On a closer level, there’s an examination of what it means when a society’s well-being depends on the forced labor of a specific subset of it. This is where the uncomfortable analogies to our own society are strongest, and, again, without spoiling anything, I like how the author covers this aspect.

The hard part of reviewing a series like this is that the reviewer can’t go too deep into the world or what happens without spoiling the journey, which I don’t want to do. That said, let’s examine a lot of the aspects of the series I found particularly rewarding:

  • The protagonists are mostly female. This is refreshing, and I don’t give two shits what the Sad Puppies (Google it, I’m not covering these shitheads at any length here other than to say that these guys whine about any book that doesn’t feature a white male lead, and go about their complaining in absolutely vile ways) have to say about it, and they’ve said more than enough. Morons.
  • Most of the “good” characters are brown. Most of the “bad” ones are white. Just by description; our world’s color dichotomy doesn’t exist in this one. Again, tough shit to whoever’s feelings are hurt by this. It’s good to not instantly feel comfortable and familiar with the protagonist of a novel, which is the default state of a white male reader of fantasy fiction. It’s certainly more interesting, and isn’t that something we WANT in our books? To be clear, the brown=good, white=bad thing isn’t absolute, and this is not a universe where ANYONE gets through without making some morally dubious choices. But, from a purely literary standpoint, it’s just fuckin’ refreshing.
  • One of the dominant themes is the nature of parenthood, particularly in times of societal upheaval, that is not at all the norm for books of this genre. I like her examination of this, even if it often verges on absolutely heart-breaking.
  • There are elements of sci-fi as well, but only via the aspect of “ancient” civilizations having existed thousands of years before the book’s present-day that were way more advanced than that present-day culture. This isn’t a particularly original idea, but her treatment of it, is.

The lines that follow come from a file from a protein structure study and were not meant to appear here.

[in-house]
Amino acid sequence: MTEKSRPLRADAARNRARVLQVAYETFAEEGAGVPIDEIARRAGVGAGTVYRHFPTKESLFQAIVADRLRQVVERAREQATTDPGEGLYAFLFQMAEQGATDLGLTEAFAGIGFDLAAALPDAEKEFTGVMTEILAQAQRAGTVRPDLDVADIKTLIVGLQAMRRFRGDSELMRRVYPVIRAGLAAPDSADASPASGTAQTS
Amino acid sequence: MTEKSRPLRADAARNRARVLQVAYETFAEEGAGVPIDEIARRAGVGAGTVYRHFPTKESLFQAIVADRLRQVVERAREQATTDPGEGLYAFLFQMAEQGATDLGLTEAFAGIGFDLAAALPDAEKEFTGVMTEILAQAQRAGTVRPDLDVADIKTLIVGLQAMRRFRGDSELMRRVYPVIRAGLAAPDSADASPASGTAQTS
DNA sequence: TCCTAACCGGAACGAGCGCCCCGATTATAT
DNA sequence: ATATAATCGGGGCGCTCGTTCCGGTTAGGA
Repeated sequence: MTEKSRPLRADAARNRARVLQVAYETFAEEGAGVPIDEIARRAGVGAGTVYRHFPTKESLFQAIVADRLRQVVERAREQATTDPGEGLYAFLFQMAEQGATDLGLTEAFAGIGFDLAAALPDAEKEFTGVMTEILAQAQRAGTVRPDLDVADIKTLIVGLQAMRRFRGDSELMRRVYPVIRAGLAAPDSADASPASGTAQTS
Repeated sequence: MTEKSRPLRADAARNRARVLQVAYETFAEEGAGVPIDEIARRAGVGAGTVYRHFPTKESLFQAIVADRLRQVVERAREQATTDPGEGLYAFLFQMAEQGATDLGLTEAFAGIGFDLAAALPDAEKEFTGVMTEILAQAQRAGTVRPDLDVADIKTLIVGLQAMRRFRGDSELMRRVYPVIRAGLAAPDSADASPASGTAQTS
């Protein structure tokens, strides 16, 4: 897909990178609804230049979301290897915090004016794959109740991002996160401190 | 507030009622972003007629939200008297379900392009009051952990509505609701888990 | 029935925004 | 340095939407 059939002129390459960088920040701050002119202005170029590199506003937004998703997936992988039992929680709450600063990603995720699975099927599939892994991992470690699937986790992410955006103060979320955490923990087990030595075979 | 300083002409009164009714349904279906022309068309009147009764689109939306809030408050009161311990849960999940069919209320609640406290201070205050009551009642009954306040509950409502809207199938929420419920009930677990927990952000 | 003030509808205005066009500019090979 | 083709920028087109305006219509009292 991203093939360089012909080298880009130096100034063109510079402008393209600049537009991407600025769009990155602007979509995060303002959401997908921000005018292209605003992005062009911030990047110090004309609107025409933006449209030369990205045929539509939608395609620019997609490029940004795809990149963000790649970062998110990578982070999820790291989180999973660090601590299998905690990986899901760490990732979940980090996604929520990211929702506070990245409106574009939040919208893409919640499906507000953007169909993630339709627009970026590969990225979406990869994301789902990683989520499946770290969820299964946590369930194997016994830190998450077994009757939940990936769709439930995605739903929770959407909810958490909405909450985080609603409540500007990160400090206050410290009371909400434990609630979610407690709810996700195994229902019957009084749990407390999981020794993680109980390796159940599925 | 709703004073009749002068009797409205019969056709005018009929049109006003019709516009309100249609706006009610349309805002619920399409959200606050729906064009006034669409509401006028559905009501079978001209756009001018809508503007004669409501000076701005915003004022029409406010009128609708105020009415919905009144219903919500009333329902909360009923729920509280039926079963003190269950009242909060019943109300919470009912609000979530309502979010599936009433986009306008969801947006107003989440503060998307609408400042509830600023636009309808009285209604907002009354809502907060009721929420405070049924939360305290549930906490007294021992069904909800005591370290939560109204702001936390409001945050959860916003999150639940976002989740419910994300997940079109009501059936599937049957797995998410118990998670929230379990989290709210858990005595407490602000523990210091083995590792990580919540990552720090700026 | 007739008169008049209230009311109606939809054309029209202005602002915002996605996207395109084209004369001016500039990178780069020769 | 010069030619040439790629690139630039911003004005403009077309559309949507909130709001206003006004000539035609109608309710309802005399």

• I like that she doesn’t go too crazy with inventing words to replace things that already exist and have names in English. There’s a bit of that, which is just plain necessary to worldbuild and remind the reader that it’s not _our_ world this story is taking place in, but I like that even her invented words tend to be sensible enough to be immediately understandable by the reader. A child is a child, not a “birthling” or some dumb shit.
  • That said, people and place names are wonderfully foreign but have their own internal consistency that is pleasing and believable. A lot of books fuck this up.

Overall, The Broken Earth is an absolutely rewarding read. There’s more than enough original ideas in the series to make it feel much fresher than most fantasy, many aspects of the series are wholly original, and the emotional flavor and impact are deep and not in the usual ways we are used to from the genre. Basically, if you’re at all a fan of fantasy or sci-fi, you’re a fool if you don’t read this series.

Peter Thiel Is A Modern-Day Mengele

Peter Thiel Argues That The Poor Should Be Fodder For His Risky, Careless Quality-of-Life Medical Experimentation

We are rightfully horrified today that the US government used to do this to minorities (think the Syphillis tests on black guys in Alabama, among countless others). Thiel and these other Valley fuckheads think those days were fine, and are actually angry that they’re not allowed to just toss some cash at some poor people and then run hilariously under-secured vaccine trials on them, because who cares if a few browns suffer and/or die if the end result is a safe vaccine for rich white people, right?

This is why the wealthy should be imprisoned and their wealth appropriated and redistributed. It has taken ages to get our government to where it even somewhat-responsibly regulates health and food procedures, and it fails at that, often, not due to some inherent evil or caprice of “gubbmint workers”, but because greedy, capable shitheads like Thiel see the profit in doing it unsafely, and are willing and have the capital to influence media and elections to make sure the people exercise their “free will” and only elect their hand-picked mandarins who will gut protections and regulations as they see fit.

Of course, people are egregiously stupid, so they blame the government for this instead of the actually-evil wealthy fuckers who have the ability and means to to bend the government to their will to the detriment of the rest of us.

People. Please wake up. What you hate, what is ruining your life, is NOT the government. It’s rich people. And a government fully funded and empowered by the people to prevent rich people from fucking with your life is your only hope you have of things ever getting better.

Taking A Knee